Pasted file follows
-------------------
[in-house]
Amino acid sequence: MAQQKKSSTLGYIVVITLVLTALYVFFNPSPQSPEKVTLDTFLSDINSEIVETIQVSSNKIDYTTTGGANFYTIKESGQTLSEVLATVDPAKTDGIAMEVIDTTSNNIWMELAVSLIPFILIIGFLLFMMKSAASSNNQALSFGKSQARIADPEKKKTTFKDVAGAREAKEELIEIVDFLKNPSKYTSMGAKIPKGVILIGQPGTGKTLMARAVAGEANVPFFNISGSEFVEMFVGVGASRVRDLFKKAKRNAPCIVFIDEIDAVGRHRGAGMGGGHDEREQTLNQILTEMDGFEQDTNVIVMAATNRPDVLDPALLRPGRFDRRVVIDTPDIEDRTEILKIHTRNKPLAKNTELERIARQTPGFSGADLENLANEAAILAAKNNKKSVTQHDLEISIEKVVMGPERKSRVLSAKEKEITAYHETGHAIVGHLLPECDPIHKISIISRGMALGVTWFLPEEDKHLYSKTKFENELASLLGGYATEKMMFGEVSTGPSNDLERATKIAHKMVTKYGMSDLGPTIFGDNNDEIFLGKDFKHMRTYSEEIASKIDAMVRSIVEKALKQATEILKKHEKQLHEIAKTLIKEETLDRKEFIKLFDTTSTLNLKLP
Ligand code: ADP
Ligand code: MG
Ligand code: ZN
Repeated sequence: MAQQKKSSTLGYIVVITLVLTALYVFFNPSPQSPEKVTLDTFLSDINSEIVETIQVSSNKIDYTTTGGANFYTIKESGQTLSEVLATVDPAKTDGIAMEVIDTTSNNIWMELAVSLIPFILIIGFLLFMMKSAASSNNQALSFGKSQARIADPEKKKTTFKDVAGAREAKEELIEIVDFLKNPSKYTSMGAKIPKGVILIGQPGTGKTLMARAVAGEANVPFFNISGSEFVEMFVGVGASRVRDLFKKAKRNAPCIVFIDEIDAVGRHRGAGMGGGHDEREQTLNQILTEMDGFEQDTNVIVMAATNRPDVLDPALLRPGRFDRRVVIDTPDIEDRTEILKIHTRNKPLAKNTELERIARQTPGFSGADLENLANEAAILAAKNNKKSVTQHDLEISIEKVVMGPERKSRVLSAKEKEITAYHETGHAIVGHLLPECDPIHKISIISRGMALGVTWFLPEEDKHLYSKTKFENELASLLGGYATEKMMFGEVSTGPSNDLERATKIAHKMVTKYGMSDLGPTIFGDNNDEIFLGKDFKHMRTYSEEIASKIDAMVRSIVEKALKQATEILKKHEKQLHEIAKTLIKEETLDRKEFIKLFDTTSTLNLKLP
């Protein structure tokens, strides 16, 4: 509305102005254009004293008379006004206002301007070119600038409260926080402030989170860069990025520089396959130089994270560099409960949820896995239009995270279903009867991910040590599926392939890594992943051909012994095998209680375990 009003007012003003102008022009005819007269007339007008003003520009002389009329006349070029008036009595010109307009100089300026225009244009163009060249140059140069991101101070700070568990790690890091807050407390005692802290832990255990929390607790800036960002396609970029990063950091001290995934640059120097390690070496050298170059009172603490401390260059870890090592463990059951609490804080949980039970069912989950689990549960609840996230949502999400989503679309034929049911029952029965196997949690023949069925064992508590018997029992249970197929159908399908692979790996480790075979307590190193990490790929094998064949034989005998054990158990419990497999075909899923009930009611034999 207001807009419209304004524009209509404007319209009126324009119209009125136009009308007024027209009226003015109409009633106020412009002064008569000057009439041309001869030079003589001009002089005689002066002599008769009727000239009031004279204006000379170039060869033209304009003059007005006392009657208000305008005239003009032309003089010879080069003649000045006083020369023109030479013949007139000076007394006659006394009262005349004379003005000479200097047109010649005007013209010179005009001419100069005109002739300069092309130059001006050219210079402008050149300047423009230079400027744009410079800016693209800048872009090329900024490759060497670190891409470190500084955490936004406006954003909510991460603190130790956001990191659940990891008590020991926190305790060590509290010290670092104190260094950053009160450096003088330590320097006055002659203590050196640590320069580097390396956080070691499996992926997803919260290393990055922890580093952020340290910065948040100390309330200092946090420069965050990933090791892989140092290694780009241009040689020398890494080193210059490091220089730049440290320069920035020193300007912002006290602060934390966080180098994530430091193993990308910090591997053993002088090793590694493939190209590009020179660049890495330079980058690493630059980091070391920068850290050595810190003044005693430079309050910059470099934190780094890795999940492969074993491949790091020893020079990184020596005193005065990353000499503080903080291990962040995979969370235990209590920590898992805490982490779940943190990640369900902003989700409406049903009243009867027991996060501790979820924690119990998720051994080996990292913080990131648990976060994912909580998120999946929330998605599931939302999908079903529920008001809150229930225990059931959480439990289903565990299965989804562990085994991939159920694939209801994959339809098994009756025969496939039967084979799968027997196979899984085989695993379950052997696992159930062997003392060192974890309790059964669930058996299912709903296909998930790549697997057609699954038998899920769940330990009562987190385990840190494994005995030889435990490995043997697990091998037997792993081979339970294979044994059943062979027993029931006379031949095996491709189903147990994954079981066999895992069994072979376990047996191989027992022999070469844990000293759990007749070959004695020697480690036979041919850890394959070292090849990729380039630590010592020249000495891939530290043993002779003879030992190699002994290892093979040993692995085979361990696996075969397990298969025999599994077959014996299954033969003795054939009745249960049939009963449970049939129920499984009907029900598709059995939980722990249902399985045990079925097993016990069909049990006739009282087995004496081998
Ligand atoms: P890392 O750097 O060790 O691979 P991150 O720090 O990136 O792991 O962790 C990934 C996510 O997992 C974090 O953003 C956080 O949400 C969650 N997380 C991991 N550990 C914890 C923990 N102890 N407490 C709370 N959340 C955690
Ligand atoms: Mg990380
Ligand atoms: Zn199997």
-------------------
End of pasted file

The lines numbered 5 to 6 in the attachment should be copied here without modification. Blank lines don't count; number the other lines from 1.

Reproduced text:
Ligand code: ZN
Repeated sequence: MAQQKKSSTLGYIVVITLVLTALYVFFNPSPQSPEKVTLDTFLSDINSEIVETIQVSSNKIDYTTTGGANFYTIKESGQTLSEVLATVDPAKTDGIAMEVIDTTSNNIWMELAVSLIPFILIIGFLLFMMKSAASSNNQALSFGKSQARIADPEKKKTTFKDVAGAREAKEELIEIVDFLKNPSKYTSMGAKIPKGVILIGQPGTGKTLMARAVAGEANVPFFNISGSEFVEMFVGVGASRVRDLFKKAKRNAPCIVFIDEIDAVGRHRGAGMGGGHDEREQTLNQILTEMDGFEQDTNVIVMAATNRPDVLDPALLRPGRFDRRVVIDTPDIEDRTEILKIHTRNKPLAKNTELERIARQTPGFSGADLENLANEAAILAAKNNKKSVTQHDLEISIEKVVMGPERKSRVLSAKEKEITAYHETGHAIVGHLLPECDPIHKISIISRGMALGVTWFLPEEDKHLYSKTKFENELASLLGGYATEKMMFGEVSTGPSNDLERATKIAHKMVTKYGMSDLGPTIFGDNNDEIFLGKDFKHMRTYSEEIASKIDAMVRSIVEKALKQATEILKKHEKQLHEIAKTLIKEETLDRKEFIKLFDTTSTLNLKLP